, pub-5475981771945671, DIRECT, f08c47fec0942fa0

Illicit Cigarettes Increases back up to 58.4% Now

Illicit Cigarettes Increases back up to 58.4% Now

KUALA LUMPUR, 23 May 2022: The latest Illicit Cigarettes Study (ICS) in Malaysia (March 2022) conducted by Nielsen, an international market research company, revealed that illicit cigarette incidence had hit 58.4% in March 2022 against 54.6% recorded for December 2021.

Whilst CMTM applauds the Government for introducing tough measures during the 2021 National Budget such as the limitation of transhipment and re-export of cigarettes, which has led to an initial reduction of the prevalence of illicit cigarettes from a record high of 63.8%, smuggling syndicates have shifted their modus operandi to coastal areas to circumvent these measures.   

The demand for illicit cigarettes continues to be driven by its affordability. The Government is expected to lose even more in uncollected tax revenue this year due to the high level of illicit cigarette trade.”, said a spokesperson from the Confederation of Malaysian Tobacco Manufacturers (CMTM) 

“CMTM expects the illicit cigarettes trade to expand even further in light of the reopening of the Malaysian borders and the resumption of international travel. The Government should intensify its enforcement efforts at the entry points along Malaysian borders, especially in the coastal areas.

“The Multi-Agency Task Force, led by the Ministry of Finance, should dedicate a task force comprising relevant enforcement agencies such as the Malaysian Maritime Enforcement Agency, Marine Police, Customs as well as the Navy to patrol along the coastal hotspots to prevent any smuggling activities.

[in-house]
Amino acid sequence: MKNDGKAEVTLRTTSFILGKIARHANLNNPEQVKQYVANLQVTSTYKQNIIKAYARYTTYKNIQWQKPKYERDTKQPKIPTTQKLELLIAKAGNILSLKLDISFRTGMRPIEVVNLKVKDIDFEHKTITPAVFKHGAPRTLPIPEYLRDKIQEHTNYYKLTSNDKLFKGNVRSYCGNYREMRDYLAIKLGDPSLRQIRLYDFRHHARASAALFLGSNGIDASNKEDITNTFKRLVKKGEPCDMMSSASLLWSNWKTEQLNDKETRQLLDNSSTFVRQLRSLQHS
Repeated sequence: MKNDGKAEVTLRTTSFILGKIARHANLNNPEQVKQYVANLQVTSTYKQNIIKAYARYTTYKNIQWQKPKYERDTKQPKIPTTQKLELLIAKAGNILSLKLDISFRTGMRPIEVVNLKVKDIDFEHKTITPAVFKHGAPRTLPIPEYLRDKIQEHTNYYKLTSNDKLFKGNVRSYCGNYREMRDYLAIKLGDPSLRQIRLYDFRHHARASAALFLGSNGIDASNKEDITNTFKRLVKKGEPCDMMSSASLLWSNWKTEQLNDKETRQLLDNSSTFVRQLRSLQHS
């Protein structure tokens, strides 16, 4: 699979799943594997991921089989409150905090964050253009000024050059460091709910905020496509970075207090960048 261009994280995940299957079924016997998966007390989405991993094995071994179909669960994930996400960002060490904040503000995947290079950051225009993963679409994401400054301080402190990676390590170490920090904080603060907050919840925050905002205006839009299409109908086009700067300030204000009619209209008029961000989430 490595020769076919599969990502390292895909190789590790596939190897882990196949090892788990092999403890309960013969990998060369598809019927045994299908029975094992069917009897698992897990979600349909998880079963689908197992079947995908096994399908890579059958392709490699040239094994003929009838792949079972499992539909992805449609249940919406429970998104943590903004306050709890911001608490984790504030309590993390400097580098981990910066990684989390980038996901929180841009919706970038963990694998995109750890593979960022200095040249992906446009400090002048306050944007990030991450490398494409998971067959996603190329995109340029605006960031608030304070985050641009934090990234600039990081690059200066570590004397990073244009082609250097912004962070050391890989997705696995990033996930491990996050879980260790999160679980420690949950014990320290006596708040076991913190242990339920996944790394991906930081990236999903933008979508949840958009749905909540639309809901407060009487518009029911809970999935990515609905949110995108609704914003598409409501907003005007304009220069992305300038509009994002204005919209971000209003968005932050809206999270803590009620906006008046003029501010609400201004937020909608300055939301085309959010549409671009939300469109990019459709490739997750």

Anti-illicit cigarettes trade

“Additionally, the Government should also consider imposing stricter laws through amending the Security Offences (Special Measures) Act 2012 (SOSMA); the Prevention of Crime Act 1959 (POCA); and the Anti-Money Laundering, Anti-Terrorism Financing and Proceeds of Unlawful Activities Act 2001 (AMLA) which will authorise and empower enforcement agencies with wider investigative powers to deal with the complex structure of smuggling syndicates effectively.”

At the same time, the anti-illicit cigarettes trade measures that are already in place since 2021 must be maintained and effectively enforced, coupled with the moratorium on tobacco excise rate, to arrest the demand of the black market.

CMTM also calls for a sustained close collaboration between the industry and the Government to address the illicit cigarette problem through the Multi-Agency Task Force. 

Lastly, CMTM strongly believes that the Government should prioritise its efforts to lower the illicit cigarette prevalence in the country before considering new policies like the Generation End Game, Plain Packaging and Retail Display Ban, which will cause unintended consequences, including the exponential increase of illicit cigarettes in the market.